It happens all the time. I’ll give a lecture or mention what I do at a bar association event, and the colleague I just met will express appreciation for what I do, tell me it’s a really neat niche, and then try to convince himself that our practice areas don’t overlap. I’m here to tell you that, yes, they do. The conversation usually goes something like this:
Sorry, Aaron. I handle car accidents, not immigration. But thanks for doing that CLE. You’re a funny guy. (Funny how? I’m a clown? I amuse you?) No, I mean I really like how you got that picture of Boromir into your slide deck!
Wait a sec, there, pal. First of all… immigration? You’re kidding, right? You did just sit through my lecture on international law, right? Those are not the same concepts. (He’s not kidding, sadly.*)
Second of all (setting my incredulity aside), let’s say you do handle car accidents exclusively, no visa applications ever. What if some random Swede rents a car from the Avis desk at the airport, and an hour later, he sideswipes your client? Yeah, you’re going to sue Avis. Yeah, you’re going to sue their insurance company.
But don’t you think you might have to serve old Bjorn? (Yes.) And just how are you going to go about doing that? (Hmmmm. I never thought about that.)
Well, if you’re going to serve him in Sweden, start off by looking up the Hague Service Convention. It’s mandatory doctrine if you need to serve Bjorn in his homeland. Oh, wait… he lives in Monaco, you say? Well, that muddies the waters just a bit (though not much). Hague restrictions apply there, too, so you have to decide where you think you have the best shot at serving him. [Hey, John McEnroe almost pulled it off.]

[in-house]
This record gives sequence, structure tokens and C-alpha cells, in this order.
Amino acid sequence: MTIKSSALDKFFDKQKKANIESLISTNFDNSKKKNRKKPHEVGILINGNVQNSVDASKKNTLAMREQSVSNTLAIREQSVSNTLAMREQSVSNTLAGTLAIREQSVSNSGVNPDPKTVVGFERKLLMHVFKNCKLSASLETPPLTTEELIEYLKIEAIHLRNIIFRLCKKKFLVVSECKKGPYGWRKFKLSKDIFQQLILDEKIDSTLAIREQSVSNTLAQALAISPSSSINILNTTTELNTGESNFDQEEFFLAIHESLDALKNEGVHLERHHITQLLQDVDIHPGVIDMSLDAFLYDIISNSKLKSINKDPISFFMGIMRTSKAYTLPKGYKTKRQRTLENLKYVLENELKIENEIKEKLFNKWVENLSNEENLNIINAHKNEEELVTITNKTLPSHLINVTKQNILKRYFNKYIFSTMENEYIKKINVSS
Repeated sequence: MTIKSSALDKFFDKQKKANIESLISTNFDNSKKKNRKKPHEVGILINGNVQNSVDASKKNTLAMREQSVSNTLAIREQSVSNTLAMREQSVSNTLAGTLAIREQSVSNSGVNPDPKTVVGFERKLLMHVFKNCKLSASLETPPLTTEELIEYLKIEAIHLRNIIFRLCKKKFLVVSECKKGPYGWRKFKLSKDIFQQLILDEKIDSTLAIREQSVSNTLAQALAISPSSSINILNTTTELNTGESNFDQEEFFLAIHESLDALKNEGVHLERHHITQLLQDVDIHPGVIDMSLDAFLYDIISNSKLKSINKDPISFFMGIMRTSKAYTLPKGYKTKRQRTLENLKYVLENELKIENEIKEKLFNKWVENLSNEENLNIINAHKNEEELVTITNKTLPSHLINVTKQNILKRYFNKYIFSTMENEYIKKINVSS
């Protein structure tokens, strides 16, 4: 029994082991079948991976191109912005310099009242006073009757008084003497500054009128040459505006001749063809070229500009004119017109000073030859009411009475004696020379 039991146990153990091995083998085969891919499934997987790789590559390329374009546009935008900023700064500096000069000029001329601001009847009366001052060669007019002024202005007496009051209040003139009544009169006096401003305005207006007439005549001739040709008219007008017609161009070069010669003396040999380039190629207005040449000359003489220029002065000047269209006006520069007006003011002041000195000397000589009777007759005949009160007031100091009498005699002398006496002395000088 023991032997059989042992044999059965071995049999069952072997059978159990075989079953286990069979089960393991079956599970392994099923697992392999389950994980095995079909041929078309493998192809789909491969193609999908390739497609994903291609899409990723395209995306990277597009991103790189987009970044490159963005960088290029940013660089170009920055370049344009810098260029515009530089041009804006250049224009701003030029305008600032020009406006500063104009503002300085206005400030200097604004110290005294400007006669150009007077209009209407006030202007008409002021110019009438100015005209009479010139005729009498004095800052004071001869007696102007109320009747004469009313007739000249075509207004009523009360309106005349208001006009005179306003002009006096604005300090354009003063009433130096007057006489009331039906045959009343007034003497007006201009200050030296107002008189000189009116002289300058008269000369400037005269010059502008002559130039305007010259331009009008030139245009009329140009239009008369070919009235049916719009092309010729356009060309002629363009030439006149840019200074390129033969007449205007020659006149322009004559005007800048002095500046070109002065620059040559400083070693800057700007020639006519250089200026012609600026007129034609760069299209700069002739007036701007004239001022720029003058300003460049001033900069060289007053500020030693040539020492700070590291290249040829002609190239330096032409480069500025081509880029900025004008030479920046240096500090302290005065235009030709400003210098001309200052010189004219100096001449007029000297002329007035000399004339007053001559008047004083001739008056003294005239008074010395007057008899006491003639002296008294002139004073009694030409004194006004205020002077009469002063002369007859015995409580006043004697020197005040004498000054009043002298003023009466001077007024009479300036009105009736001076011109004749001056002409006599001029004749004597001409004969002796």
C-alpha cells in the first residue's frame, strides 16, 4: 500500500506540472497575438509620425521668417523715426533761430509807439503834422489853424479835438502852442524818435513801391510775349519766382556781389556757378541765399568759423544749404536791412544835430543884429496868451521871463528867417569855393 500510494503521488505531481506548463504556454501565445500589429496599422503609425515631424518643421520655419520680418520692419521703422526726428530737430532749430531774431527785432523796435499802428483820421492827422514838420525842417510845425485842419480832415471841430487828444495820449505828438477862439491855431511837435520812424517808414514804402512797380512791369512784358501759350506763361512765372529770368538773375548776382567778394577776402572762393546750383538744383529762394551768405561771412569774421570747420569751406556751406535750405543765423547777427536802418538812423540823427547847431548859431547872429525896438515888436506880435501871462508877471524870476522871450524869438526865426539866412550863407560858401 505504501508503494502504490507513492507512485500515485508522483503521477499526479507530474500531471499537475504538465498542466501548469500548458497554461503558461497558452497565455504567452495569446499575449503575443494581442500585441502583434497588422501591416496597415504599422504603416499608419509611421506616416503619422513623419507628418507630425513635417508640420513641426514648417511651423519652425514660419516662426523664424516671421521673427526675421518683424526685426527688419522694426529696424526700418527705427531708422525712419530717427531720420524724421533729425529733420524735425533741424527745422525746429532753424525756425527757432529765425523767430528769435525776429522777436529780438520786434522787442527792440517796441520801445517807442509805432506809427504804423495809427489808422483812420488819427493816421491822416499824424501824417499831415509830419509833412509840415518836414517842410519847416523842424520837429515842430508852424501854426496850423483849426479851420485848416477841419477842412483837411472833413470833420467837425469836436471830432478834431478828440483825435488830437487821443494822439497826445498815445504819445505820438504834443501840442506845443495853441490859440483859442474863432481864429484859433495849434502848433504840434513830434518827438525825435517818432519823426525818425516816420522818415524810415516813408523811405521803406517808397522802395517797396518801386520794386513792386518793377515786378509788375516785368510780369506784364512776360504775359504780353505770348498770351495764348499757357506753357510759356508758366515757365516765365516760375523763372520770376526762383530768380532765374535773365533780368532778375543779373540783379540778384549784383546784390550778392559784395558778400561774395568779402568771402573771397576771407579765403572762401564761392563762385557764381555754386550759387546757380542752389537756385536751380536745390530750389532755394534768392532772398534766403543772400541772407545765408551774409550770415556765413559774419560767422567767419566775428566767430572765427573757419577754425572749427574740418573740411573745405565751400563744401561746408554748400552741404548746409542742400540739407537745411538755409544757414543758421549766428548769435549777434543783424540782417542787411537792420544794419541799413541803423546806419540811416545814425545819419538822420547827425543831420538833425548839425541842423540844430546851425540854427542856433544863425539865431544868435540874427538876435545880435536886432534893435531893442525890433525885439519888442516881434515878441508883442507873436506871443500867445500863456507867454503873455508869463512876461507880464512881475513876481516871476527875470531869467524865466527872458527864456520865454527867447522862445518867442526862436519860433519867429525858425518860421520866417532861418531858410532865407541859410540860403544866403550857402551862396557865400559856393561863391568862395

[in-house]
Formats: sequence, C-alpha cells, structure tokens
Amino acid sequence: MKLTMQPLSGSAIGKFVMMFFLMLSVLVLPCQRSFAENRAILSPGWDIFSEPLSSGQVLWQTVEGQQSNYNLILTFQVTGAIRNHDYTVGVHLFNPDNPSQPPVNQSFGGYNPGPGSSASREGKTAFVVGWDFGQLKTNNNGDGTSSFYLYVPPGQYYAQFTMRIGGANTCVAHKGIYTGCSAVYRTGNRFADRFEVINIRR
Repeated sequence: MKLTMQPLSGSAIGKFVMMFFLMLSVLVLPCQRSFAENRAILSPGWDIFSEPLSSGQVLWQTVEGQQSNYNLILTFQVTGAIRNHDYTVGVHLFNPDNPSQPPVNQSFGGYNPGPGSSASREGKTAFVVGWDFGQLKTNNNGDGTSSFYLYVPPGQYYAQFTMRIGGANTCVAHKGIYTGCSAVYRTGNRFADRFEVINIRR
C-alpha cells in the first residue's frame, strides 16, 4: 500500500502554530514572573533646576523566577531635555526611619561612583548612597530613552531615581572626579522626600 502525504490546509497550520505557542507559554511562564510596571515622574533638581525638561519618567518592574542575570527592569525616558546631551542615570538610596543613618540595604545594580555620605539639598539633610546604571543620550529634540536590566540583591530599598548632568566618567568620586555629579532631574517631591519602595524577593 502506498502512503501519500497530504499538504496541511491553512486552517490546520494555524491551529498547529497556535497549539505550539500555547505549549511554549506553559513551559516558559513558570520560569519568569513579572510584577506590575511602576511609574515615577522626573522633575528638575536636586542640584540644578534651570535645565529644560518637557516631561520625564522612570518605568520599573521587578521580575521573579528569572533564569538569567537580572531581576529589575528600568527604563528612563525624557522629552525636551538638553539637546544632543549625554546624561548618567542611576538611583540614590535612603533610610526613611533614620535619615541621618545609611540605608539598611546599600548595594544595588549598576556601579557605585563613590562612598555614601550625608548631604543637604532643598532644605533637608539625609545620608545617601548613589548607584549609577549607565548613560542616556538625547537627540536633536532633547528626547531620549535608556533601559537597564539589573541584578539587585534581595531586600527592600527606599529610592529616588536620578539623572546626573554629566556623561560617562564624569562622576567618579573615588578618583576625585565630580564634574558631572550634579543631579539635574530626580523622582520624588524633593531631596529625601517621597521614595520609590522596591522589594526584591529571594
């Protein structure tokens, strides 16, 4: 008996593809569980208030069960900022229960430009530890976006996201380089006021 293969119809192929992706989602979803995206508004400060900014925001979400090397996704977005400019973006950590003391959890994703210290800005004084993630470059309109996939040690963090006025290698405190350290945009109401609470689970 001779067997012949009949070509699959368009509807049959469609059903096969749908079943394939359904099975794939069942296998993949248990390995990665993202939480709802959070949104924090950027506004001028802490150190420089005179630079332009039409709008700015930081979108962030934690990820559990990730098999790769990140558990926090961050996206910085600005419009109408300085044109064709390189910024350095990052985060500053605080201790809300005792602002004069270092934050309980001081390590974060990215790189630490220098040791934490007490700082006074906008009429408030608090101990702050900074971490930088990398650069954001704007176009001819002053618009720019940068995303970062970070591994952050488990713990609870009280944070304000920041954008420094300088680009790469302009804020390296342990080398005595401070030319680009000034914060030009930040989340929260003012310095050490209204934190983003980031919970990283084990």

Next, you’ll have to set up a translation of the documents, even though I have yet to meet a Swede who doesn’t speak English as well as I do. Sweden requires it (kinda). Monaco doesn’t require it (kinda), but good luck getting a huissier de justice to approach the net without one.
Then ask the Central Authority, either in Stockholm or Monte Carlo, for help (even though the Swedes don’t technically object to Article 10 methods).
Last, pray that you’ve filled out your USM-94 correctly. That’s a big one. Very important, the USM-94.
If you don’t get him served…
You’ll have a tough time getting the judge to proceed without that indispensable defendant.
* A huge segment of the practicing bar thinks that international law is immigration law, and immigration law is international law. My local bar association even conflates the two ideas in its committee structure. This is so baffling that both the international lawyers and the immigration lawyers in town have given up trying to convince everybody else.